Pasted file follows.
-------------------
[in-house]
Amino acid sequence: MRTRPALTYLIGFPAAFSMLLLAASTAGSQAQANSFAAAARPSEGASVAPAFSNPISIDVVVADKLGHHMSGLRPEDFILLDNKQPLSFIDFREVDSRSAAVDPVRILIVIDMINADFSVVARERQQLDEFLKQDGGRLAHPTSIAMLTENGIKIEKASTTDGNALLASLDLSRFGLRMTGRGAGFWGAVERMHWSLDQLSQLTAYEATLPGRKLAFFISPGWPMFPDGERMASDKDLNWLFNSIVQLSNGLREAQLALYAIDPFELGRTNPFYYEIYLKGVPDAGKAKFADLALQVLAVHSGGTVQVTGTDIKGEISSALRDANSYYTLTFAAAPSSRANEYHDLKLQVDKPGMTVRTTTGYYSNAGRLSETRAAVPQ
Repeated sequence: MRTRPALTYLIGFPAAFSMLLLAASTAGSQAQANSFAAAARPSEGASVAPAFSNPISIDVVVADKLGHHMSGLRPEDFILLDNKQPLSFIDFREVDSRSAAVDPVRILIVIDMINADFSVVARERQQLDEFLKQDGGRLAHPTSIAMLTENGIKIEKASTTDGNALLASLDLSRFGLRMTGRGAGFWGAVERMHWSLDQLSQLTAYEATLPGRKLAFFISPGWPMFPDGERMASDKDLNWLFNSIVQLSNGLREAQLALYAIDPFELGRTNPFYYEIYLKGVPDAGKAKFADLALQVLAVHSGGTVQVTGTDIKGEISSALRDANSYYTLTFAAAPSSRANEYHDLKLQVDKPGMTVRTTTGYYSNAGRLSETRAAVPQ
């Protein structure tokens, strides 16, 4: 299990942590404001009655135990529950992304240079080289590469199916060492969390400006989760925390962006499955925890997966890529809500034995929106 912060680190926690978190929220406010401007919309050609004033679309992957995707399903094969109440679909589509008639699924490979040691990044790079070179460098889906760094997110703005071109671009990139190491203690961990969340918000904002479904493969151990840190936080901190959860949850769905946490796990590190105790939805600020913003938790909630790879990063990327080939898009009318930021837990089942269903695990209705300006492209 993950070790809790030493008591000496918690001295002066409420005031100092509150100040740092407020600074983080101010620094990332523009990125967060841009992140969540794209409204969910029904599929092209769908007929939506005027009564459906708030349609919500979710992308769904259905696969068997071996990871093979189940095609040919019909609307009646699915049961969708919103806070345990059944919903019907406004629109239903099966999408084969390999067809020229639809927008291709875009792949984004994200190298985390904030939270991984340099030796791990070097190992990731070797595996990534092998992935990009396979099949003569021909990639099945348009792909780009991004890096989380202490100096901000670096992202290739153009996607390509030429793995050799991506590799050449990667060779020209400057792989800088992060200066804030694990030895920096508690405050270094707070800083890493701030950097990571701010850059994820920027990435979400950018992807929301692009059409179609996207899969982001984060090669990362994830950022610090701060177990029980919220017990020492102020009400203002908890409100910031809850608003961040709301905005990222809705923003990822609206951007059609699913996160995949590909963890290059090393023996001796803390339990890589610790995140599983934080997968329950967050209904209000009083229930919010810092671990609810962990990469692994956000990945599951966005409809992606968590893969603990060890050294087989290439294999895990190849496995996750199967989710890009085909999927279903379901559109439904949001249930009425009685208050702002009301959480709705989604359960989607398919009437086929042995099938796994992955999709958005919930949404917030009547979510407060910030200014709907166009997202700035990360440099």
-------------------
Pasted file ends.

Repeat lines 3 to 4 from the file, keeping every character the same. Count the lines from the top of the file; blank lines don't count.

Repeated sequence: MRTRPALTYLIGFPAAFSMLLLAASTAGSQAQANSFAAAARPSEGASVAPAFSNPISIDVVVADKLGHHMSGLRPEDFILLDNKQPLSFIDFREVDSRSAAVDPVRILIVIDMINADFSVVARERQQLDEFLKQDGGRLAHPTSIAMLTENGIKIEKASTTDGNALLASLDLSRFGLRMTGRGAGFWGAVERMHWSLDQLSQLTAYEATLPGRKLAFFISPGWPMFPDGERMASDKDLNWLFNSIVQLSNGLREAQLALYAIDPFELGRTNPFYYEIYLKGVPDAGKAKFADLALQVLAVHSGGTVQVTGTDIKGEISSALRDANSYYTLTFAAAPSSRANEYHDLKLQVDKPGMTVRTTTGYYSNAGRLSETRAAVPQ
């Protein structure tokens, strides 16, 4: 299990942590404001009655135990529950992304240079080289590469199916060492969390400006989760925390962006499955925890997966890529809500034995929106 912060680190926690978190929220406010401007919309050609004033679309992957995707399903094969109440679909589509008639699924490979040691990044790079070179460098889906760094997110703005071109671009990139190491203690961990969340918000904002479904493969151990840190936080901190959860949850769905946490796990590190105790939805600020913003938790909630790879990063990327080939898009009318930021837990089942269903695990209705300006492209 993950070790809790030493008591000496918690001295002066409420005031100092509150100040740092407020600074983080101010620094990332523009990125967060841009992140969540794209409204969910029904599929092209769908007929939506005027009564459906708030349609919500979710992308769904259905696969068997071996990871093979189940095609040919019909609307009646699915049961969708919103806070345990059944919903019907406004629109239903099966999408084969390999067809020229639809927008291709875009792949984004994200190298985390904030939270991984340099030796791990070097190992990731070797595996990534092998992935990009396979099949003569021909990639099945348009792909780009991004890096989380202490100096901000670096992202290739153009996607390509030429793995050799991506590799050449990667060779020209400057792989800088992060200066804030694990030895920096508690405050270094707070800083890493701030950097990571701010850059994820920027990435979400950018992807929301692009059409179609996207899969982001984060090669990362994830950022610090701060177990029980919220017990020492102020009400203002908890409100910031809850608003961040709301905005990222809705923003990822609206951007059609699913996160995949590909963890290059090393023996001796803390339990890589610790995140599983934080997968329950967050209904209000009083229930919010810092671990609810962990990469692994956000990945599951966005409809992606968590893969603990060890050294087989290439294999895990190849496995996750199967989710890009085909999927279903379901559109439904949001249930009425009685208050702002009301959480709705989604359960989607398919009437086929042995099938796994992955999709958005919930949404917030009547979510407060910030200014709907166009997202700035990360440099």